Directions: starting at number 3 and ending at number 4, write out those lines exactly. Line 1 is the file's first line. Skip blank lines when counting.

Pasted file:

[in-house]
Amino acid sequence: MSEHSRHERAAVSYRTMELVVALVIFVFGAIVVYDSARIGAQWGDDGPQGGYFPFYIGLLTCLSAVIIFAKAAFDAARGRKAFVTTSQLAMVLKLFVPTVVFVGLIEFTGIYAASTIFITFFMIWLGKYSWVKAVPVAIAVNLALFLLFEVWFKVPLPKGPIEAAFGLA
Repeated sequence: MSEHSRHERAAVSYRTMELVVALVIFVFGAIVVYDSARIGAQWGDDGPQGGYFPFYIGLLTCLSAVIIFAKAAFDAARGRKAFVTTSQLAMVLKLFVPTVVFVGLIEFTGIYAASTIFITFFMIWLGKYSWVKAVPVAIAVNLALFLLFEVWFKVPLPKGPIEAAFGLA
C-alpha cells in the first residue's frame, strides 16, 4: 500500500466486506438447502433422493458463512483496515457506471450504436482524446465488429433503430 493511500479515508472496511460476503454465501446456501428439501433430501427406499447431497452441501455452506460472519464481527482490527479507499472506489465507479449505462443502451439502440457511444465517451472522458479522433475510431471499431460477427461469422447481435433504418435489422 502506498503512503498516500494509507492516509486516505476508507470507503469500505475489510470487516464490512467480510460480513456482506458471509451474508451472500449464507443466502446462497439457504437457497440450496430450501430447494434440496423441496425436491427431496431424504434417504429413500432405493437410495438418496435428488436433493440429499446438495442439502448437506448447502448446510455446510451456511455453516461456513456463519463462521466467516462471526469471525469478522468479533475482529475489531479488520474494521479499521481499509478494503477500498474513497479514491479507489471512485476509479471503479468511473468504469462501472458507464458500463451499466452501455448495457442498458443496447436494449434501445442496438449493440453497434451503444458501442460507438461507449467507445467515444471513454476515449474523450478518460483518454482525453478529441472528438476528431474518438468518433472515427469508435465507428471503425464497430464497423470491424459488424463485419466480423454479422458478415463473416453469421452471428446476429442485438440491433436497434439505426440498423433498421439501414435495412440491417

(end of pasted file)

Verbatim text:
Repeated sequence: MSEHSRHERAAVSYRTMELVVALVIFVFGAIVVYDSARIGAQWGDDGPQGGYFPFYIGLLTCLSAVIIFAKAAFDAARGRKAFVTTSQLAMVLKLFVPTVVFVGLIEFTGIYAASTIFITFFMIWLGKYSWVKAVPVAIAVNLALFLLFEVWFKVPLPKGPIEAAFGLA
C-alpha cells in the first residue's frame, strides 16, 4: 500500500466486506438447502433422493458463512483496515457506471450504436482524446465488429433503430 493511500479515508472496511460476503454465501446456501428439501433430501427406499447431497452441501455452506460472519464481527482490527479507499472506489465507479449505462443502451439502440457511444465517451472522458479522433475510431471499431460477427461469422447481435433504418435489422 502506498503512503498516500494509507492516509486516505476508507470507503469500505475489510470487516464490512467480510460480513456482506458471509451474508451472500449464507443466502446462497439457504437457497440450496430450501430447494434440496423441496425436491427431496431424504434417504429413500432405493437410495438418496435428488436433493440429499446438495442439502448437506448447502448446510455446510451456511455453516461456513456463519463462521466467516462471526469471525469478522468479533475482529475489531479488520474494521479499521481499509478494503477500498474513497479514491479507489471512485476509479471503479468511473468504469462501472458507464458500463451499466452501455448495457442498458443496447436494449434501445442496438449493440453497434451503444458501442460507438461507449467507445467515444471513454476515449474523450478518460483518454482525453478529441472528438476528431474518438468518433472515427469508435465507428471503425464497430464497423470491424459488424463485419466480423454479422458478415463473416453469421452471428446476429442485438440491433436497434439505426440498423433498421439501414435495412440491417